Learning about Grading from the Baljeatles

The BEST part of my day, y'all, starts at about 4:30 every day.  That's when my daughter and I cuddle up on the couch with a cold glass of apple juice and our iPad to watch a quick show together.  It's really the only time that she and I have alone with one another — and I love it. 

Recently, we've gotten hooked on the madcap adventures of Phineas and Ferb.  Not only do I love the complete spirit of adventure and experimentation that defines the boys, I love the great music tracks that fill each episode. 

Yesterday, I stumbled on this bit starring Baljeet, a brilliant-yet-painfully-high-strung kid who can't ever seem to relax — especially when it comes to making good grades in school:

(see lyrics here)


What's completely crazy is that I've probably taught about a million Baljeet's in my day — kids who weren't interested in any experience that wasn't graded.  And that's frightening because when grades become more important than learning, kids suffer. 

Not only do the Baljeets in our classrooms carry around the stress that comes with constantly trying to make the next Honor Roll, they fail to develop the kind of natural inquisitiveness that leads to intellectual persistence. 

Worse yet, when right-wing #edpolicy wonks push for crappy practices that reward and punish schools with letter grades, TEACHERS give up on natural curiosity, too. 

Who has time for impossible-to-measure traits like curiosity when your school is about to be publicly shamed because your kids can't regurgitate the right facts on the right state-mandated exams?

When are we going to cultivate a culture of wonder in our schools? 

When will we create learning spaces where asking — and then being able to answer — questions of deep personal interest is valued and respected AT LEAST as much as making As?

And when are we going to FINALLY realize that blunt grading practices — for students, teachers AND schools — do little to encourage the kinds of innovative thinking that we all KNOW defines the most successful members of any knowledge-driven workforce?


Related Radical Reads:

@shareski's Right: My Students CAN Assess Themselves

A Student's Take on Self Assessment

Reminder: Mastery and Performance are NOT the Same Thing





5 thoughts on “Learning about Grading from the Baljeatles

  1. ginnyp

    To Joan: percentages is the way I think we should be going. And exactly for the reason you point out: “Ok, you made a B with your 85. But you missed 15% of what I taught.” And while I’m at it, I’d love to end the grade inflation – what if 50%, a medium grade, were a C? And if 100% truly equaled perfection which pretty no student would ever obtain (and hence an “A” equivalent could be an 80 or 85).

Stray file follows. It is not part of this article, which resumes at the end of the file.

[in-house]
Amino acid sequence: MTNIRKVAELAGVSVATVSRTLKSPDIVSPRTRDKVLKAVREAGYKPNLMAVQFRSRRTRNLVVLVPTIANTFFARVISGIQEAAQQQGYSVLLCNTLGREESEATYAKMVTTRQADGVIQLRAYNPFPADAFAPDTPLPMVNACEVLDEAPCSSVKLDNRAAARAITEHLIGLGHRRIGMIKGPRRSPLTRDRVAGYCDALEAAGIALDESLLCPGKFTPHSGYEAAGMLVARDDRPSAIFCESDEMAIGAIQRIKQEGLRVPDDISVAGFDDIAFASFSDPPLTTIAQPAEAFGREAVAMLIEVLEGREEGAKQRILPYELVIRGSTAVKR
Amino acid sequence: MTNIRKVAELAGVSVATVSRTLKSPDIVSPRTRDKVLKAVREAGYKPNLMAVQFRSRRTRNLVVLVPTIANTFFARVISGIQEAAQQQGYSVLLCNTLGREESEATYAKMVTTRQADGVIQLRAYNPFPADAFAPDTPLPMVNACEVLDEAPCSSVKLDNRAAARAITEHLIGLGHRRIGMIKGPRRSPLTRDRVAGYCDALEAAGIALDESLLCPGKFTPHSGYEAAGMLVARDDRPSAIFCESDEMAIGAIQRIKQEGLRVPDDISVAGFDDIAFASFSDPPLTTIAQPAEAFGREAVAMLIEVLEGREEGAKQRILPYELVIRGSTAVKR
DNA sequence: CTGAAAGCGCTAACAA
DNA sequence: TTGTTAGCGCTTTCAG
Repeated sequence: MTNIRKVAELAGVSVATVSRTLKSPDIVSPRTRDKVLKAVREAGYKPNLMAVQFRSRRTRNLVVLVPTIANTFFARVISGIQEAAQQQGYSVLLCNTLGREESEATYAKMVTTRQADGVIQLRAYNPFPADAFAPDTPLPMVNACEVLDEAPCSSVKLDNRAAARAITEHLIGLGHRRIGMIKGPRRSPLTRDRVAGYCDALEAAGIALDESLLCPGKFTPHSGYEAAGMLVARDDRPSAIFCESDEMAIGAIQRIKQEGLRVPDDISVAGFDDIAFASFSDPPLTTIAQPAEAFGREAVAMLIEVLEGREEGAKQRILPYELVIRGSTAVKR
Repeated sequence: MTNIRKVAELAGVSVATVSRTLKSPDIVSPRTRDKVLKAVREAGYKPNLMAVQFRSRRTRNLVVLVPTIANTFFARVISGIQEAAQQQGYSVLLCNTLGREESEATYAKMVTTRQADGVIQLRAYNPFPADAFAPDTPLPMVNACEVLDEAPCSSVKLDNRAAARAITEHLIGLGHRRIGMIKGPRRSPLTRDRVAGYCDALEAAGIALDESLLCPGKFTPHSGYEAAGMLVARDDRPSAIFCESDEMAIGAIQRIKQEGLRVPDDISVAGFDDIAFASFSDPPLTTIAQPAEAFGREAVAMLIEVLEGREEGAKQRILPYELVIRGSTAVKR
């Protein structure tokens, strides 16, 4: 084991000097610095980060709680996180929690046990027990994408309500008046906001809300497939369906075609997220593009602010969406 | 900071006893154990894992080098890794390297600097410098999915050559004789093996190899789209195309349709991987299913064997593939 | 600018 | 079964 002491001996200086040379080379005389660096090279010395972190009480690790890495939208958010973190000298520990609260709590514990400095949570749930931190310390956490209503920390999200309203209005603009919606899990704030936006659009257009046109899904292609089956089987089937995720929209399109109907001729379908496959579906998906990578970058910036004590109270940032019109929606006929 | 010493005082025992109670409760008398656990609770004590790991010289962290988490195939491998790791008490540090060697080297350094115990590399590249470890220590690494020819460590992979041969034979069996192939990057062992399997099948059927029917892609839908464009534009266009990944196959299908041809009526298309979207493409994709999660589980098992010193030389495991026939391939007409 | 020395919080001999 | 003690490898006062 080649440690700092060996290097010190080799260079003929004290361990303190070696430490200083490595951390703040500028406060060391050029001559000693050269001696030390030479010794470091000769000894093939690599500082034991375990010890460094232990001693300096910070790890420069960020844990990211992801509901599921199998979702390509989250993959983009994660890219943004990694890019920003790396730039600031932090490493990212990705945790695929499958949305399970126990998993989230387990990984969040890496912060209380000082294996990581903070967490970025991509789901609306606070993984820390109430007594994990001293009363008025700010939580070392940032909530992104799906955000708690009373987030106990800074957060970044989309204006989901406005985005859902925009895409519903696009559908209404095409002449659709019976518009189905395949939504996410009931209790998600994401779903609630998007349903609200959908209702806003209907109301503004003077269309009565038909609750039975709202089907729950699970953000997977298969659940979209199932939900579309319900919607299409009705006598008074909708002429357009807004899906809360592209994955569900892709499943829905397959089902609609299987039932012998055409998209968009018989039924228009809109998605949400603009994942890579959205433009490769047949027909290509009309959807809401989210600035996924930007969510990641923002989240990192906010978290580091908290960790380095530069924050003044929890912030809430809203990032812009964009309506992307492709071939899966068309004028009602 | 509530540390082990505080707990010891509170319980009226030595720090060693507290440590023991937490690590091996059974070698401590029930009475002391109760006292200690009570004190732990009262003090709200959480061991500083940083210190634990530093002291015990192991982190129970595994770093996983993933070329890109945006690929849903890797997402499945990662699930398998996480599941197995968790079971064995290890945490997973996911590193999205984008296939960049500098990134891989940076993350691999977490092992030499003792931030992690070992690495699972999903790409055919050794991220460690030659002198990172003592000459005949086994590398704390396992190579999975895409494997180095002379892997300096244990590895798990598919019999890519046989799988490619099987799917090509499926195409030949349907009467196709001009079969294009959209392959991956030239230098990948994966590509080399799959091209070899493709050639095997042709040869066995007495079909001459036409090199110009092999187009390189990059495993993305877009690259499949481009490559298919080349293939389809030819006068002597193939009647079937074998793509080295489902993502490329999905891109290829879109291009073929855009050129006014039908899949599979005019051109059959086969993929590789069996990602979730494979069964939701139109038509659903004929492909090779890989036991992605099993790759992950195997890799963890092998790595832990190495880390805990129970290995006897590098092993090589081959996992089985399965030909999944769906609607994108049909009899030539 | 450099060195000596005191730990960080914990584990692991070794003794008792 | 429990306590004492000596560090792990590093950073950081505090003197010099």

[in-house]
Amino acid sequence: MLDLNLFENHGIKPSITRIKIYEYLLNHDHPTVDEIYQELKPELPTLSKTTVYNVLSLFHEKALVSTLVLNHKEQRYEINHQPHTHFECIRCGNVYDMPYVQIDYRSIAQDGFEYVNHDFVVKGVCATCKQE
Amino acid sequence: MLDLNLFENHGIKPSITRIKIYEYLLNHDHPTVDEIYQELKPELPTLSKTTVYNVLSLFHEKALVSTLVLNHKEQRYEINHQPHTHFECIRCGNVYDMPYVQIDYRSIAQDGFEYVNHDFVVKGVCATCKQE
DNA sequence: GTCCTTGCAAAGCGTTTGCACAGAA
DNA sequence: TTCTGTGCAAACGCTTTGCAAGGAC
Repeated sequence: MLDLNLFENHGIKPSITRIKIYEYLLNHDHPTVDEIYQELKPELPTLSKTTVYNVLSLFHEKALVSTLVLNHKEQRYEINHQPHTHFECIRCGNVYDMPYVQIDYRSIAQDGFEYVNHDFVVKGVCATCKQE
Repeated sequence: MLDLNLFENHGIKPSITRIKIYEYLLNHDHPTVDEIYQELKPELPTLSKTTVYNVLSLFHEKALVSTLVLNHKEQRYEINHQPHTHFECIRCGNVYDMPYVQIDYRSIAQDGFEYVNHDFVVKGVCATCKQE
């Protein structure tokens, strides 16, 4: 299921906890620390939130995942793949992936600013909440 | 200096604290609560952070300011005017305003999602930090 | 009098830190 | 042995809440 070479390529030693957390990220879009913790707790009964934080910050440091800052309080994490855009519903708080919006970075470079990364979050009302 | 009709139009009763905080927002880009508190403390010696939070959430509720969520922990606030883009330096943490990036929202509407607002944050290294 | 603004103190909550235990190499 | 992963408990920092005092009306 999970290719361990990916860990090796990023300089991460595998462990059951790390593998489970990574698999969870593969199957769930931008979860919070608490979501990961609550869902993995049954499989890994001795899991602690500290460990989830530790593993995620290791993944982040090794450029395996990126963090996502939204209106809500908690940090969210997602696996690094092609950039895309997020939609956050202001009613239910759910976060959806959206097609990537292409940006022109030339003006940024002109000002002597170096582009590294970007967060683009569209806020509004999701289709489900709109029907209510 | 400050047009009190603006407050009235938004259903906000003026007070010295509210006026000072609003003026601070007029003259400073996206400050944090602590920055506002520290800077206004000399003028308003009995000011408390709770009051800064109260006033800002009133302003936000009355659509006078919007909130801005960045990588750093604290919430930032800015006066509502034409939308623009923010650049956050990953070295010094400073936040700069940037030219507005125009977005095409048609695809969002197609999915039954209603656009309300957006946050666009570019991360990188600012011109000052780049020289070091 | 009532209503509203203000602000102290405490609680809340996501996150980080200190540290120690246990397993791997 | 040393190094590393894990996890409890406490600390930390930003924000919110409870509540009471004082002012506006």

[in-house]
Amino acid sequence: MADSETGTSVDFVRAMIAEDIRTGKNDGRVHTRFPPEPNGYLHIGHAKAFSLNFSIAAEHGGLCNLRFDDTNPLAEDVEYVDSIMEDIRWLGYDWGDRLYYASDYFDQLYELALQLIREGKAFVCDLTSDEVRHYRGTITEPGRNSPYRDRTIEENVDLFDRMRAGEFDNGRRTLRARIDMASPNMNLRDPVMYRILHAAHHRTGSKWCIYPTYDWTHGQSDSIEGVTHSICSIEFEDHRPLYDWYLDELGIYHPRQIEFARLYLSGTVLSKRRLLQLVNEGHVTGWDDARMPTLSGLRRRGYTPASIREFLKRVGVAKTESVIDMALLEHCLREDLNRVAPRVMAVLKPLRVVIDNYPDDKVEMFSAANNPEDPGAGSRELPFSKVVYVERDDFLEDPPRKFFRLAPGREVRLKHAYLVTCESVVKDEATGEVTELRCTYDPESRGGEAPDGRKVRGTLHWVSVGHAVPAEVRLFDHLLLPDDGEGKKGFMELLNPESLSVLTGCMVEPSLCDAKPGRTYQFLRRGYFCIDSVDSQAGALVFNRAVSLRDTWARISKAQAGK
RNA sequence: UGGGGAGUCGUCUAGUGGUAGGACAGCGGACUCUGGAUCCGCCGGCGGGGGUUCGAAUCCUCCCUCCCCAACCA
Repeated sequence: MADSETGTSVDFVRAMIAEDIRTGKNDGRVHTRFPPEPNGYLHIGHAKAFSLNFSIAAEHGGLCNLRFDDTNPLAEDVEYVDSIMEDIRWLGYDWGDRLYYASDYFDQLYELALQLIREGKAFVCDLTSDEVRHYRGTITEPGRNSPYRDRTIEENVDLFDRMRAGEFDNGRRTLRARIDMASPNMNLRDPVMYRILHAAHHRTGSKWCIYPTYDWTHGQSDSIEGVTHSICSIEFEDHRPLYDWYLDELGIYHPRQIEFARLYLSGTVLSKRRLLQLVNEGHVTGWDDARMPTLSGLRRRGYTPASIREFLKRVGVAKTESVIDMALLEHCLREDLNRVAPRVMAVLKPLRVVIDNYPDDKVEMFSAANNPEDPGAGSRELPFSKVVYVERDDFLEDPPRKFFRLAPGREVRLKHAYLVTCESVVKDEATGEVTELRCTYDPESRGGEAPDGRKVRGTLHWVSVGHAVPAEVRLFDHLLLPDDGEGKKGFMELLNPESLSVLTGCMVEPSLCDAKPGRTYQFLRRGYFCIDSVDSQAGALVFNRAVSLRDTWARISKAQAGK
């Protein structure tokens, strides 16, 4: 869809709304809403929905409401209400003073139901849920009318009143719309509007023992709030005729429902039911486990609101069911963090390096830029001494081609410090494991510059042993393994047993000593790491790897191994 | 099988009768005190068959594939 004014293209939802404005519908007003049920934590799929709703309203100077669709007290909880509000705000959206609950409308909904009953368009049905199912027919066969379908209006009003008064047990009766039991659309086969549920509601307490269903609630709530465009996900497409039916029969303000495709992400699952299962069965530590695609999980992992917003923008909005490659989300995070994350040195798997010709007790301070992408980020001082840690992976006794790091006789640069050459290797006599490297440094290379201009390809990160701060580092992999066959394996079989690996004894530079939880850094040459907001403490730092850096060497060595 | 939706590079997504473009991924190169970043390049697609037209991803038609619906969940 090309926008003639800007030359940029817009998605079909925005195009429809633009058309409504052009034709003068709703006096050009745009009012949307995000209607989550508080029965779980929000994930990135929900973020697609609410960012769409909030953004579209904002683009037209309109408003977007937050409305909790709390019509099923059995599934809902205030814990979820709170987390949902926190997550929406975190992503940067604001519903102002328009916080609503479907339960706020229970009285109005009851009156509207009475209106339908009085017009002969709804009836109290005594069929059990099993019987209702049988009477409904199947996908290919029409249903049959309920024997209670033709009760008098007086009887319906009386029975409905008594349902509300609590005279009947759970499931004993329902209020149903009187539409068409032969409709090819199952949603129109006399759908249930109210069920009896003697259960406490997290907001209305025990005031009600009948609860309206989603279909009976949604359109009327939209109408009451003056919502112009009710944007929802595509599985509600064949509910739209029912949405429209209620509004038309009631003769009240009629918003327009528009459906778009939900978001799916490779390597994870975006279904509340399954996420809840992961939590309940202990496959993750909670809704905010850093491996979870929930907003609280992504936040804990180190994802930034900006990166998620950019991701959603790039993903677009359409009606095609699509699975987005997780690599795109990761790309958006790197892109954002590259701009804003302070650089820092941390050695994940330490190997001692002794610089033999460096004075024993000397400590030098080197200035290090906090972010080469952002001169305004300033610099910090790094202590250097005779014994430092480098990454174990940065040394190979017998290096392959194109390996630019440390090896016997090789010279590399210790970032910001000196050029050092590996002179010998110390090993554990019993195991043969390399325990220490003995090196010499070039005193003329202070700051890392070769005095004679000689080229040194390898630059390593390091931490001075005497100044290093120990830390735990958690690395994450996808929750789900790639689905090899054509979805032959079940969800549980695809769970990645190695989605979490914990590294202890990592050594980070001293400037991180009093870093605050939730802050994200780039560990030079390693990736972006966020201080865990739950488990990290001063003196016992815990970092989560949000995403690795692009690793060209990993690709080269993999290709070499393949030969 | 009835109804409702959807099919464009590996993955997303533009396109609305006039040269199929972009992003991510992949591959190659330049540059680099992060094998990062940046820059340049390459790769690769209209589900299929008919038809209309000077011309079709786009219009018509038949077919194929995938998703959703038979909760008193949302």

Parents are worse than kids for the vast majority of my students. I compiled a booklet of emails from just one parent who was determined that his/her child handed in every paper, or should make up tests whenever he had a chance to review the material, so he “could make honor roll.” What kind of “honor” is that?
    Bill, I took a look at the ALEC blog. What bunch of garbage. It partly answers my question, “Where are all these stupid ideas coming from – certainly not the teachers or even administrators?”

  2. Michelle Baldwin

    Love Phineas & Ferb… and since my kids are all grown up, I watch it by myself.
    It is astounding to me the number of heated discussions that begin around the subject of grades. Grades were never devised to do anything other than rank and sort… they have nothing to do with promoting learning. So why are they still in place?
    Our school doesn’t “do” grades at all. It’s been a learning curve for students, but they have really taken charge of their learning and being reflective about their learning (SO important!)… all due to the fact that they’re getting meaningful feedback, rather than numbers or letters that really don’t mean anything.
    Great post, Bill! (and 4:30?? Wow.)

  3. Joan

    Amen. A number of my students don’t care about the honor roll. Still the same sad consequences. We teachers feel like we have to grade everything or else the students don’t see the point of doing the learning activity or doing it well. “Is this going to be graded?” is a common mantra. How’s that for motivation?
    I am contemplating grading everything on percentages. “OK you mastered 80% now what are we going to do about the other 20?” Tie standards in (which fell in the 20) and give more time to master those. Let the grade book determine letter grades if the students want.

Comments are closed.